By Charly Agwam

ALMOST everyone has had his share of rising insecurity in the country but Birshin Fulani, an otherwise serene low-cost settlement located within Bauchi metropolis for middle income earners, has become notorious for kidnapping, killings and various forms of criminality in recent times.

One of the casualties, Abubakar Garba Muhammad, a senior staff of the Federal Polytechnic Bauchi, was shot dead in front of his apartment when he dared to rescue his son who was struggling with gunmen.


“When I moved here with my family few years ago, there were just a few houses. We built our homes here because land was very cheap and it’s very easy to live here and work in Bauchi. But with rising insecurity threatening our lives on daily basis in this area, it is now a miracle to sleep and wake up without one sad event or the other being carried out by unknown gunmen.

Somebody told me the other day that where I live is now called New Sambisa. I regret building my house in this place,” Isa Ibrahim, a 62 years old retiree lamented while narrating his experience to Arewa Voice.


Ibrahim’s lamentation of security challenges in Birshin Fulani resonates with the ugly experiences of several residents of area who live with the fear of being kidnapped or killed before daybreak. One unfortunate incident that shook Bauchi was the kidnapping of a nursing mother, Rukayyat Odedoyin.

About ten gunmen had stormed the area around midnight and forced themselves into the building, breaking the main door to gain entrance into the house.


A neighbour who refused to give her name told journalists: “About 12 midnight, we started hearing sporadic gunshots from different directions around our house. We woke up and took cover. We then heard people jumping the fence trying to gain entrance into the house of our neighbour. They were there from midnight to 1:30 am. By the time we came out, they had gone with the woman leaving behind her three children.”


Meanwhile, Arewa Voice investigation showed why banditry in Birshin Fulani has continued for a long time despite efforts by government and security agencies to arrest the situation. The area, which lies in a vast lowland savannah plain, can be accessed through many bush tracks, which bandits have successfully exploited in recent times for their nefarious activities. Another resident and publisher of an online newspaper in Bauchi, Haruna Mohammed, told Arewa Voice that bandits relied on the information they get from local collaborators for their clandestine operations.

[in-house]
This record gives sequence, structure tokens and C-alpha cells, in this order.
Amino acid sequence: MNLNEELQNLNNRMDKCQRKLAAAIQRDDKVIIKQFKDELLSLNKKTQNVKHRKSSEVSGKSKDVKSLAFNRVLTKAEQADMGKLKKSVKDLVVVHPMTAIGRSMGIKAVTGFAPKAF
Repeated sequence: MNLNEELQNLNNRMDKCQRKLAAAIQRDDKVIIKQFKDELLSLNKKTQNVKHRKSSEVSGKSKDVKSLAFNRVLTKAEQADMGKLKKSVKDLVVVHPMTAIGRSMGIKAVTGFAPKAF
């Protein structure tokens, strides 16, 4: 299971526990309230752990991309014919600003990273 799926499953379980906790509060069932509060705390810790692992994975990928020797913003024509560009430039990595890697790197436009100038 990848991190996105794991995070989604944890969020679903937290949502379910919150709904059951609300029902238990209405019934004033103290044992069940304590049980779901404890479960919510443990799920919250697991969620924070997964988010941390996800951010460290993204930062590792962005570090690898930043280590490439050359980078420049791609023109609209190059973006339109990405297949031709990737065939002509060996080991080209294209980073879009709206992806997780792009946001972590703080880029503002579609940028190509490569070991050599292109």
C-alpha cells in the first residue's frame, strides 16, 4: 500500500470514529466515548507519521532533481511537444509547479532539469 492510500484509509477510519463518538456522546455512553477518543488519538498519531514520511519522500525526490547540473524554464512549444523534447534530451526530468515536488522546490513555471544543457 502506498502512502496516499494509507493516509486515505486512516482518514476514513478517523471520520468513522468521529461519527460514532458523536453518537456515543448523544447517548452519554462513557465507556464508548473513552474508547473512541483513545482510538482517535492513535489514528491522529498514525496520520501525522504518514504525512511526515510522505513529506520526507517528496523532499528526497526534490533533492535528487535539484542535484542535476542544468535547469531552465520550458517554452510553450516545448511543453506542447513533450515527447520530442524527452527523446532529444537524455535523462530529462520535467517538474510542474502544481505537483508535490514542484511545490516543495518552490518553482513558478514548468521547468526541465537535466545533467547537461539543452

He said: “The major problem here is that we have local collaborators, if you like, you can call them informants. It is these informants that tell the bandits which house to strike. Yes, I agree partly that one of the issues affecting the area is inadequate security presence but Birshin (Fulani) is an extension of Bauchi metropolis. Remember that this community has vigilante, so, there’s some kind of local policing in collaboration with civilians.


“There were some arrests of some of the informants. They are still in police custody as we speak. These informants are like their representatives here. They know everybody in the community. For example, if you sell a landed property in this community, the criminals will know that you have sold a landed property through their informants and that will make their visit imminent. Thankfully, since the informants were arrested, there has been relative peace in the area.”


Worried by the rising insecurity in the state, Governor Bala Mohammed recently met with local government chairmen over the deteriorating security situation in their domains, where he warned that any connivance of local government officials with bandits to short-change the people of the state would be met with dire consequences.

While stressing that the insecurity in the state was becoming very worrisome as a majority of the population of the state live in the rural areas, the governor said that if insecurity continues to thrive in the rural areas, it would definitely pose a threat to the State. Governor Mohammed warned: “The chairmen of the local governments are the chief executives of their respective local government areas. We have told them to be holding weekly meetings with their security agencies in their local government areas.


“We have been lending you support to run your security challenges. You are supposed to work with the security heads, emirs, village heads, the vigilantes and the security agencies in your local government areas, but you are not doing that. It is very unfortunate that the situation is deteriorating and everybody is looking up to the governor or the federal government.”

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